I am a man of many talents but being a competent cook is not one of them. It’s not that I never tried to cook, quite the contrary, I’m just not very good at it.
In my junior high home economics class that wasn’t CALLED home economics (something like contemporary living? I don’t know. If you were in junior high in Michigan in 1991, please reach out) my group successfully made a dish only to discover that the three eggs it required were not added at any point. We also made a pumpkin pie that came out of the oven with a giant, and inexplicable, scorch mark.
To date, I have mastered the boiling of water and the art of crockpottery. The crockpot being my absolute favorite since all that’s required it throwing the ingredients into it and then just waiting. Outside of forgetting to plug it in it is literally impossible to screw up.
This week we have a trio of tasty food themed comics to explore. I had previously lamented that I was having a bit of a comics famine, this week is most assuredly a feast.
Mr. Butterchips Returns
Regular readers of this column will be familiar with Alex Schumacher’s curmudgeonly capuchin Mr. Butterchips since the book won the coveted spot of my “Book of the Year” for 2020. The maniacal monkey was previously only glimpsed in monthly form but that all changed a couple of weeks ago!
The strip has now gone WEEKLY over on the SLG website and, for me, it’s appointment reading. I feel the character definitely is better served by a weekly format since…well, since the world at large keeps turning out material for Schumacher to spin into comic gold.
Wait, I said all the are food-related right? Well, I’ll just so have you know that butterchips are a variety of pickles!
Edgar Camacho (W/A)
Top Shelf Productions
Out on May 25th from Top Shelf Productions is Onion Skin which is EASILY my favourite book of the year so far.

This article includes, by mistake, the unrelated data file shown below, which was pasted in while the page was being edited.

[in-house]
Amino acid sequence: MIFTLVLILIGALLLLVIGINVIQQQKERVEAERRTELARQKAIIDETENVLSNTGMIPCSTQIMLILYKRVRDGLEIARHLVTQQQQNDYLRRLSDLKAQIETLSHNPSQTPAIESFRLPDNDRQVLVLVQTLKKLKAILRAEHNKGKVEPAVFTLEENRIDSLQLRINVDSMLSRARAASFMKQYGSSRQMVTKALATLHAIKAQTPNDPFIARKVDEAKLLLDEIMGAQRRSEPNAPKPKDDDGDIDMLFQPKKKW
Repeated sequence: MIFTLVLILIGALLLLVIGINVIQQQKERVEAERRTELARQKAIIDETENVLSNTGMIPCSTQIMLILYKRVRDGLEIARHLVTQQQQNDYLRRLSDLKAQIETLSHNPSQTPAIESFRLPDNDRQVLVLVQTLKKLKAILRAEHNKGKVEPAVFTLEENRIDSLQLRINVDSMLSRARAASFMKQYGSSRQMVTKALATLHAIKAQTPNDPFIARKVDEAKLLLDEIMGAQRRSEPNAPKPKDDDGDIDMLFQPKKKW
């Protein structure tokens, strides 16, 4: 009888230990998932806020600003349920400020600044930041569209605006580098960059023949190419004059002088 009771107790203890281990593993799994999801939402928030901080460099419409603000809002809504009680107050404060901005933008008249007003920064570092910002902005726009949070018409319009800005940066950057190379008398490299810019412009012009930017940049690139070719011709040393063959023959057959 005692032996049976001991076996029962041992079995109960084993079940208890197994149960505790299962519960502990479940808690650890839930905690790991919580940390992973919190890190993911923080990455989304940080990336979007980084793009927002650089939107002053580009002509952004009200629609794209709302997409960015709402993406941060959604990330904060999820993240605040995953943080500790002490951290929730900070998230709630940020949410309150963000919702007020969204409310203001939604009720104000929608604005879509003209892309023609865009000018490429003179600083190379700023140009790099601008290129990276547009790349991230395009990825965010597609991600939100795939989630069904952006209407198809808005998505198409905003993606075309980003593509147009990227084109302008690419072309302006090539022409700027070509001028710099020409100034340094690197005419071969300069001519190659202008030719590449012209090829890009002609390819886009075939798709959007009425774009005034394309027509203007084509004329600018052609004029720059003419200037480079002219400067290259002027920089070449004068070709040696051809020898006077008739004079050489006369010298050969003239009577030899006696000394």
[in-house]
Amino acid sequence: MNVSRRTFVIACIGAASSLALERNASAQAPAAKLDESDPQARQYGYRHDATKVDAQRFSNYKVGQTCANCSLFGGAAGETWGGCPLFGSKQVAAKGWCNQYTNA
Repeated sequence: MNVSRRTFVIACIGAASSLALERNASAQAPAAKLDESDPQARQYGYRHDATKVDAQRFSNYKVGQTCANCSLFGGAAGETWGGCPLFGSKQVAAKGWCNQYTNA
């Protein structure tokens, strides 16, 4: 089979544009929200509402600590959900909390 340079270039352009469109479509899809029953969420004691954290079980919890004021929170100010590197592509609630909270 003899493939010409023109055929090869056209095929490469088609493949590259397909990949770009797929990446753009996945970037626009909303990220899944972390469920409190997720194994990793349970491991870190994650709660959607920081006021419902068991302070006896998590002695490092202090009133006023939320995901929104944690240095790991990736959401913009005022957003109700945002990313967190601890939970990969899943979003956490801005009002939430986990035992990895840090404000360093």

Here’s the blurb:
Rolando’s job was crushing his soul… and then it crushed his hand. Now he can barely get out of the house, marathoning TV and struggling to find meaning. Nera is a restless spirit who loves to taste everything life can offer, but sleeps in a broken-down food truck and can’t see a way to make her dreams come true. When their paths cross at a raucous rock show, the magical night seems to last forever. Together they throw caution to the wind, fix up the truck, and hit the road for a wild adventure of biker gangs, secret herbs, mystical visions, and endless possibilities.
But have they truly found the spice of life? Or has Rolando bitten off more than he can chew?
Onion Skin has fantastically intriguing non-linear narrative and frenetic art style that I was instantly taken with. Per the press release I received, Onion Skin made waves by “…winning Mexico’s first-ever National Young Graphic Novel Award, the book became a sensation in its native land…” I devoured the book in one sitting (see what I did there?) and can confirm that this book is worth the hype.
A big part of why I like doing this column is because of gems like this that have crossover appeal for non-comics readers. Onion Skin is a book that can be enjoyed by anybody.
James Albon (W/A)
Top Shelf Productions
Rounding out our trifecta of food-themed books for the week is The Delicacy which will be out on June 8th, also from Top Shelf Productions.
Here’s the blurb:
Tulip and his brother Rowan have left the simple comforts of their remote Scottish island with a plan: to grow succulent, organic vegetables in an idyllic market garden, and to open a restaurant serving these wholesome culinary delights to the busy sprawl of London. The world of fine dining seems impossibly competitive… until they discover a deliriously scrumptious new species of mushroom. The dish brings diners in droves, catapulting their small restaurant to success beyond their wildest dreams. Now, pressured by the demands of a hungry city, Tulip is desperate to crack the secret of their new ingredient’s growth. But just how much will he sacrifice to feed his own insatiable ambition?
From the “Try it, you’ll like it” category comes James Albon’s The Delicacy. By that I mean, on paper this book does not seem to be something that would be in my wheelhouse. I normally wouldn’t classify myself as a picky eater but I am someone who eats the same meal every Friday night and my breakfast routine has been the same for longer than I care to say. But I stepped outside my comfort zone and was (once again) greatly rewarded for it.
The scope of Albon’s story is both grand in terms of its take on the world of London restaurants and intimate in its examination of the relationship between two brothers. His artwork is warm and vibrant and he excels at conveying characters emotions via facial expressions and body language.
Throughout its 300 pages The Delicacy takes a couple of legitimately surprising turns that I was not prepared for and that made me enjoy the book all the more.